New Study Finds Race Not Deciding Factor on Prop. 8 same-sex marriage ban

By Terry Keleher Jan 08, 2009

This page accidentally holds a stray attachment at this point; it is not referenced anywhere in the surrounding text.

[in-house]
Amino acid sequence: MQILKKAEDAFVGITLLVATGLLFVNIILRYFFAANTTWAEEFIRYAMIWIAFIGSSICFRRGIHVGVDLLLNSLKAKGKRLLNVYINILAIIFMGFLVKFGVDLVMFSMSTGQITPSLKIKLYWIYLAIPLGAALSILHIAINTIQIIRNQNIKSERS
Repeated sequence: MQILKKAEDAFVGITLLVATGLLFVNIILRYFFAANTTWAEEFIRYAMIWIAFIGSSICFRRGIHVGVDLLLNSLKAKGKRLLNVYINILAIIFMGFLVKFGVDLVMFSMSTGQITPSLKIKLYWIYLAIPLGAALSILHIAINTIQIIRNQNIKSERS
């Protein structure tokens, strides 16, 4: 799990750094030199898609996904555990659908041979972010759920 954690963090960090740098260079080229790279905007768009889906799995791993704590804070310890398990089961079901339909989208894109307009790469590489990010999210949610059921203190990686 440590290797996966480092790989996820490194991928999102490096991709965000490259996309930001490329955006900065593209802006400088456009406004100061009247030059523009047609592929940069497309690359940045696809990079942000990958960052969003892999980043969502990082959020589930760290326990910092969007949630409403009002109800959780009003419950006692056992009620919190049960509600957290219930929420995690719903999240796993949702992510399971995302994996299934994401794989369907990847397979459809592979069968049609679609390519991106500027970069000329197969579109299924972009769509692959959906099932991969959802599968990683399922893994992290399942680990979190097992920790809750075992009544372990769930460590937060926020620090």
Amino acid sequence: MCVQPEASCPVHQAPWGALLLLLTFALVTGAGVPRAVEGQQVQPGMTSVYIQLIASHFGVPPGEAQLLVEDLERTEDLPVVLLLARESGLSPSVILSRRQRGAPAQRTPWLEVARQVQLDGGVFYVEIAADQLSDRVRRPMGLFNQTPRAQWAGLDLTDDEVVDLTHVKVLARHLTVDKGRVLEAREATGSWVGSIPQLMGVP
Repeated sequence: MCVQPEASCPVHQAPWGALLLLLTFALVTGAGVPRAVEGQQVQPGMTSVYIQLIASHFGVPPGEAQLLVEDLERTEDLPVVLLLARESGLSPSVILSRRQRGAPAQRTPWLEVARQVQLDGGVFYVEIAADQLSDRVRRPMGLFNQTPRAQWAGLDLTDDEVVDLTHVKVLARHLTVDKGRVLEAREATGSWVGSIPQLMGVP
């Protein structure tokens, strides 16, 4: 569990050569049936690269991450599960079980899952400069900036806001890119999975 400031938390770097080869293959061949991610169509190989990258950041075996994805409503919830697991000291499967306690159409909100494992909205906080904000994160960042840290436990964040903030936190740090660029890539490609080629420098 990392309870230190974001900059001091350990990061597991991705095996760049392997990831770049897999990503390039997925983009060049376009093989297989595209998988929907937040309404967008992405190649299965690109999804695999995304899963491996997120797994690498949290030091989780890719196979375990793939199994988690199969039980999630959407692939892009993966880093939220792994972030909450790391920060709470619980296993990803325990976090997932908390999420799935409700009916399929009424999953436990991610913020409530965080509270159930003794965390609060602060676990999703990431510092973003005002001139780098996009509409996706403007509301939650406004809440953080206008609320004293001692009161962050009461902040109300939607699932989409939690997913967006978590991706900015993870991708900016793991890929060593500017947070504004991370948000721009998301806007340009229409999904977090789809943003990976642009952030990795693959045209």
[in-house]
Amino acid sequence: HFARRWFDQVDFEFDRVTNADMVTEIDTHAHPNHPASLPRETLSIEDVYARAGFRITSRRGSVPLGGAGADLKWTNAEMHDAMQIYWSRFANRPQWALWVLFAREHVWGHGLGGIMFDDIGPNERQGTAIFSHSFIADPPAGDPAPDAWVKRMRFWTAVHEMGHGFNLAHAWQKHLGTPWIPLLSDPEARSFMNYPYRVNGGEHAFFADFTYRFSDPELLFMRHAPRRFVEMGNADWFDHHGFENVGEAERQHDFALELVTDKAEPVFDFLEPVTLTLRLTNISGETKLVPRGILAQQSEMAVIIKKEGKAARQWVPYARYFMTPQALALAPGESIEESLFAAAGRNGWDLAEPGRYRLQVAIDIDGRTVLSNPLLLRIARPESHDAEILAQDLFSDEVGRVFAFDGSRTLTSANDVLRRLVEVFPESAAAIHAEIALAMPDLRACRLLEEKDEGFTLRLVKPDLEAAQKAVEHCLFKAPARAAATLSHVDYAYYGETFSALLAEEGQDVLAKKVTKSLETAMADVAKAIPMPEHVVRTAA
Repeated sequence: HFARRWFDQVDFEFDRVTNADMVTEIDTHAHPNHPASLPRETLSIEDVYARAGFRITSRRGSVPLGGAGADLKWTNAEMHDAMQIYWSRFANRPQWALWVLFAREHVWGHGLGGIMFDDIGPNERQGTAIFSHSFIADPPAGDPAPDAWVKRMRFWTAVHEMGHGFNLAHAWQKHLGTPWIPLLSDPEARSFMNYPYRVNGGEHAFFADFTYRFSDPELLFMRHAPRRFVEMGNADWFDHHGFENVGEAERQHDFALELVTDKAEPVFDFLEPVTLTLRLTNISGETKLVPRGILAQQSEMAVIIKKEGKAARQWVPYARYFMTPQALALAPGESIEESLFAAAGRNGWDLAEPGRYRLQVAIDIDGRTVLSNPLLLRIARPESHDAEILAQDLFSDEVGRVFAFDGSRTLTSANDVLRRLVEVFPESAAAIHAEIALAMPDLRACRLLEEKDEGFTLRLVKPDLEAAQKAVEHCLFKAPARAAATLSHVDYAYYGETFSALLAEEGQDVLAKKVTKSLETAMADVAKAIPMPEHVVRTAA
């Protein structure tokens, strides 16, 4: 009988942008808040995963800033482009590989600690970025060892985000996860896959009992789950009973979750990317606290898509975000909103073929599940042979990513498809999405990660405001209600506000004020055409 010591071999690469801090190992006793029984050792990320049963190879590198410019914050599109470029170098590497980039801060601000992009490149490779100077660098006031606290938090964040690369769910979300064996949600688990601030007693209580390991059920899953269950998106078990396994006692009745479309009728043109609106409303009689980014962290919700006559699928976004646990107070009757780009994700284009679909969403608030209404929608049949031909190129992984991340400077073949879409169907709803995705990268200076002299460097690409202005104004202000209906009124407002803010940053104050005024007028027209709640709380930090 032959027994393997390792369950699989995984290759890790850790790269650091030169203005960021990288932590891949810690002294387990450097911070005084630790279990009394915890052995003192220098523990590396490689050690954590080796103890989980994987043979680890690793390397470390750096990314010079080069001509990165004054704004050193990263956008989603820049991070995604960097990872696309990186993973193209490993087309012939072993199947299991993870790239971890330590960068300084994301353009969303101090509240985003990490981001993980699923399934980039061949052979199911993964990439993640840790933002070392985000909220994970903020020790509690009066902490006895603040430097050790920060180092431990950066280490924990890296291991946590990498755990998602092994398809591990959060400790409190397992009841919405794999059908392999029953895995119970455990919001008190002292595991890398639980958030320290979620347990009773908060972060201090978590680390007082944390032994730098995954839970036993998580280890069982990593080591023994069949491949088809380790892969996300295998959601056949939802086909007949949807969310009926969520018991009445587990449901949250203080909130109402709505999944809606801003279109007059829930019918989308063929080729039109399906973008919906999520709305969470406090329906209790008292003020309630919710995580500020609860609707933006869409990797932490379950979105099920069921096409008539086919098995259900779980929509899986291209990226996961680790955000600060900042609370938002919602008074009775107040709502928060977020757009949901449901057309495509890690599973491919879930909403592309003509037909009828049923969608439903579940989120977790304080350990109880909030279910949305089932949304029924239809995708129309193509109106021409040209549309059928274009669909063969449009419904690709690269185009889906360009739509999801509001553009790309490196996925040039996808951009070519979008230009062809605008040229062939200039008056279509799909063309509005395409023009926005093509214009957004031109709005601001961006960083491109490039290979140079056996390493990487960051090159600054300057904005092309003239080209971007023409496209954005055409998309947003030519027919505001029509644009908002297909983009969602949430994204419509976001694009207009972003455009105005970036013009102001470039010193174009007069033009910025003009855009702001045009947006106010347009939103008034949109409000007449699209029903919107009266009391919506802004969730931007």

A new study released this week finds that neither African Americans nor any other ethnicity were disproportionately in support of Proposition 8, which amended California’s constitution to ban same-sex marriage. Some of the key findings of the study, co-authored by Patrick Eagan at New York University and Kenneth Sherill at Hunter College and released under the auspices of the National Gay and Lesbian Task Force Policy Institute, include: • The way someone voted on the ballot measure was influenced mostly by the person’s age, religiosity, party affiliation and general political ideology. • Though post-election media reporting pegged African American support for Prop. 8 as high as 70 percent, this study found the actual number to be between 57 and 59 percent. • The level of support for the initiative by African Americans exceeded that of white and Asian American voters, but the study attributes this to religiousity more than race because 57 percent of African Americans attend church at least once a week, compared with 42 percent of whites and 40 percent of Asian Americans. The study may take some of the edge off of the racial wedge, but it doesn’t lessen the necessary work that lies ahead for building a lot more bridges across LGBT, racial and religious communities–starting especially with where these communities already intersect. In response to the study, the Chicago Tribute reports that the Rev. Mark Wilson, of Oakland, a former pastor of Berkeley’s McGee Avenue Baptist Church and currently the outreach coordinator for the African-American activist group And Marriage for All said it’s time to "redouble our work with people of faith" and suggests building long-term relationships between African-American churches and the LGBT community. Download the Egan-Sherrill study